The book makes the case for a broader definition of generosity that takes into account activities including political donations, peer-to-peer giving, and how people give away their personal data. “We don’t really even conceptualize all those acts as giving,” she says.
Bernholz suggests that now might be a good time to rewrite the rules and reconsider the norms that govern the nonprofit world. “We created this system and we could change it if we want,” she says. “Our whole understanding of how people try to make change in the world has been so captured by the big business that is foundation philanthropy that our imagination is completely stifled. We could expand the definitions. We can certainly change the tax rules.”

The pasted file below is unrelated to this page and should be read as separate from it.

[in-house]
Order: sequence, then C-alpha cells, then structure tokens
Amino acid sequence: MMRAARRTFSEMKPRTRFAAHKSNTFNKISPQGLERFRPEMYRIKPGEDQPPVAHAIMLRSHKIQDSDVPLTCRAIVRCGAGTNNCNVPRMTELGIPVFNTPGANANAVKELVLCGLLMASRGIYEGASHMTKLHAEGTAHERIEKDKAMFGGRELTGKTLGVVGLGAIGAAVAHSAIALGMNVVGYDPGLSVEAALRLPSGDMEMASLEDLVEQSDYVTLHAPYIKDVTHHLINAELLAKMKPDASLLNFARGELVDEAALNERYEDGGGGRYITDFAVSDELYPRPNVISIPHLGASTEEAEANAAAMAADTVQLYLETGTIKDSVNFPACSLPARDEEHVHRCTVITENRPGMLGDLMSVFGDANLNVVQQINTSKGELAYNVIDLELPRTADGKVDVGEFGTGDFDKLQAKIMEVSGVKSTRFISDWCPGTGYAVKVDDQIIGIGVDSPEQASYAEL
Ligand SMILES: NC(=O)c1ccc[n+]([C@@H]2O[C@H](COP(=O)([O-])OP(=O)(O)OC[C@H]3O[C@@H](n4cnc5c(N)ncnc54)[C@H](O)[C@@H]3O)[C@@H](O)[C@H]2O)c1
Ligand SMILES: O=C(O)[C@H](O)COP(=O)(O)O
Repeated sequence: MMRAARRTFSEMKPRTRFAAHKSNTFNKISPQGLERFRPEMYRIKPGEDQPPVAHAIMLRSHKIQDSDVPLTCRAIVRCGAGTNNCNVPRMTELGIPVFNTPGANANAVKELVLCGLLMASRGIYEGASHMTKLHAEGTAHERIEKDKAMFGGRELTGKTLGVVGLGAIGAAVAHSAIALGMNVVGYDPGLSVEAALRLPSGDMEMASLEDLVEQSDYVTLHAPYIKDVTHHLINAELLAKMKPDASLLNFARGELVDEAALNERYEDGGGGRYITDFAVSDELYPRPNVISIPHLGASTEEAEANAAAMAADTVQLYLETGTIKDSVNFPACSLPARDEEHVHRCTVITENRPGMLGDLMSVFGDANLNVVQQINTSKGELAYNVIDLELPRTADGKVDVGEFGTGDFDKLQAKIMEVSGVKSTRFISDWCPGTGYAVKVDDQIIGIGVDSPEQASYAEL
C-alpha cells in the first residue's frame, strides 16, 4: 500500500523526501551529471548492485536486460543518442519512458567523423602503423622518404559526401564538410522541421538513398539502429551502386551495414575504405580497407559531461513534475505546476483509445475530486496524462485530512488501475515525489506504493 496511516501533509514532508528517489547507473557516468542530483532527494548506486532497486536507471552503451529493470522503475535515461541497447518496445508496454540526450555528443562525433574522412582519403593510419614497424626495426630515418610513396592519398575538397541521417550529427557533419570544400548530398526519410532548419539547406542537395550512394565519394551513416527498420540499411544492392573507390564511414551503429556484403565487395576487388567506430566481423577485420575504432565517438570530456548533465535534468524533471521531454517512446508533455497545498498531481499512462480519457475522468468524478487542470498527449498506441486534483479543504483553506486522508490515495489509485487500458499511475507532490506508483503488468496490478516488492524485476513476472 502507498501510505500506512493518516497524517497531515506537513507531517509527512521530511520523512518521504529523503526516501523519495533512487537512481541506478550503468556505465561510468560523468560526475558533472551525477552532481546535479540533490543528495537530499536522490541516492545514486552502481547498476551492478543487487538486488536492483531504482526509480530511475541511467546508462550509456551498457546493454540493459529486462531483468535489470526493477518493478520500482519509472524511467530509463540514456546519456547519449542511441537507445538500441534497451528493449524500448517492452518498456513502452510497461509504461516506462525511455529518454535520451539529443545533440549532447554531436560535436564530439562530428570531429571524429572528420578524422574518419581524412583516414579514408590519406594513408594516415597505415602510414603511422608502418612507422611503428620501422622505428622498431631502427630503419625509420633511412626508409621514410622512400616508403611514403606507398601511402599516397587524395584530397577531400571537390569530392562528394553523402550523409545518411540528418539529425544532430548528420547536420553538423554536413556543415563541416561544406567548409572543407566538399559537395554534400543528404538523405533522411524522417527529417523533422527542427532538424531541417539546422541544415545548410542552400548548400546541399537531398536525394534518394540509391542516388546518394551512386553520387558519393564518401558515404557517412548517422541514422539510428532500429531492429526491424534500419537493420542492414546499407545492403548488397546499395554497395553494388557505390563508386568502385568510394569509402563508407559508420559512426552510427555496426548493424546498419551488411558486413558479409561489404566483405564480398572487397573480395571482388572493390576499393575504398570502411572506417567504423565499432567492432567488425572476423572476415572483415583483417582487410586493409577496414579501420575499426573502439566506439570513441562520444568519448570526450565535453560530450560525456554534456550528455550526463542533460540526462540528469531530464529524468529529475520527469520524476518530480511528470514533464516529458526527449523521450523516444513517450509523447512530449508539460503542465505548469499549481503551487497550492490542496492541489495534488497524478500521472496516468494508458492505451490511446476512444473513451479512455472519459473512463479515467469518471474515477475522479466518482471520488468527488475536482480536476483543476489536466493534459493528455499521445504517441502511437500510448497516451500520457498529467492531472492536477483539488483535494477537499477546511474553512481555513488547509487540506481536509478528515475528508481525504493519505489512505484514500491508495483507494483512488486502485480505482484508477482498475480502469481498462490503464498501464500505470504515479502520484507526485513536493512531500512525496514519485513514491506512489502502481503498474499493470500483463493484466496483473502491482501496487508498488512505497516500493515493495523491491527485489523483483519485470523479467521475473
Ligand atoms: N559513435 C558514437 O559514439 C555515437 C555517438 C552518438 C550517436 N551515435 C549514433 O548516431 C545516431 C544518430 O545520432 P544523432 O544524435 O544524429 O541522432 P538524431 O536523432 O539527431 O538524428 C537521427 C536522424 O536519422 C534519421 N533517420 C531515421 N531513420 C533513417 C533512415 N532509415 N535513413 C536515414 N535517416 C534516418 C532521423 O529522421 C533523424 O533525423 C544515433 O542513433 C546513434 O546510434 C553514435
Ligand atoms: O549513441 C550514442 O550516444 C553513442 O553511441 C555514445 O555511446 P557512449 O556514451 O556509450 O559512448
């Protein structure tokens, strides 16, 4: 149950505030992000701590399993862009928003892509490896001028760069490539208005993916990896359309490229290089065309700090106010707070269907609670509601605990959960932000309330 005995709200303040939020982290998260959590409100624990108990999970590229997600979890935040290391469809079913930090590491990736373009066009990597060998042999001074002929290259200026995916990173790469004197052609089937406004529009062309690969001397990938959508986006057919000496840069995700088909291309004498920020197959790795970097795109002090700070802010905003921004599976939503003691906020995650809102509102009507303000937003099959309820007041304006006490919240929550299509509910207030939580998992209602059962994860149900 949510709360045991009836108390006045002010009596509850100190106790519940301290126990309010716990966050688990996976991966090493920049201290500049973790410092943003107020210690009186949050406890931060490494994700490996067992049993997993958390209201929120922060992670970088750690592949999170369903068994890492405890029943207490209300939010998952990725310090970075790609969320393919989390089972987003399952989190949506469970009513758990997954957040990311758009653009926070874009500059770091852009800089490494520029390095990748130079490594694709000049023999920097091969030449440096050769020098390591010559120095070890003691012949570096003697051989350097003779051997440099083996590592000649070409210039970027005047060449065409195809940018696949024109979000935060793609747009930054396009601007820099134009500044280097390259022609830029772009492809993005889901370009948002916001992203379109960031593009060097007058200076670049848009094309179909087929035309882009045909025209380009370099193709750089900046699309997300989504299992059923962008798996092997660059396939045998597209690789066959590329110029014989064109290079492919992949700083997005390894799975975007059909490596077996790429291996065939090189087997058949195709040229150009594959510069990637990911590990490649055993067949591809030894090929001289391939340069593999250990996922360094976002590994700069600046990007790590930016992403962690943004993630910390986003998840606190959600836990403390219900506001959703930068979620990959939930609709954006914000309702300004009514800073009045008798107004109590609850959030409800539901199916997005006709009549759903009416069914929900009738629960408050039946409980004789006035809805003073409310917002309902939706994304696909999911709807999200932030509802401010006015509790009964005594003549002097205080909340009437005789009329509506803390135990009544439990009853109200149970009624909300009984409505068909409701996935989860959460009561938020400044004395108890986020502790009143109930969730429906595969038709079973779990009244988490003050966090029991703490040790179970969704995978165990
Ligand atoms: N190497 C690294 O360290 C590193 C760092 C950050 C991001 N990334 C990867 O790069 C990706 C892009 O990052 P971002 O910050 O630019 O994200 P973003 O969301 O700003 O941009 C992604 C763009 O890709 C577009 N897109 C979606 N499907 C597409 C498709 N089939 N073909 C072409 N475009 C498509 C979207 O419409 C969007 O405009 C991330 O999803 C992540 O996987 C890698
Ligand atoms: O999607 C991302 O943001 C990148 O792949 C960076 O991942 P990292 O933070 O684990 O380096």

Until recently, there hasn’t been much of a fact base to quantify the scale of direct giving.
“It’s been invisible to the mainstream nonprofit sector,” says Tyrone McKinley Freeman, associate professor of philanthropic studies at the Indiana University Lilly Family School of Philanthropy.
The lack of good data on giving that doesn’t flow through the tax system has meant that “it’s just not on the radar screen in the way that we think about philanthropy, the way that we research and track the data on philanthropy,” Freeman says. “It misses these kinds of social economies that are on the ground and embedded in communities.”
Recent survey data starts to paint a fuller picture of generous behavior. GivingTuesday’s October 2020 survey of 5,153 American adults asked participants if they agreed with the statement, “I prefer to give directly to individuals in need and not via nonprofit organizations, platforms, or websites.” Seventy-six percent of people age 18 to 34 and 46 percent of those age 50 and older agreed.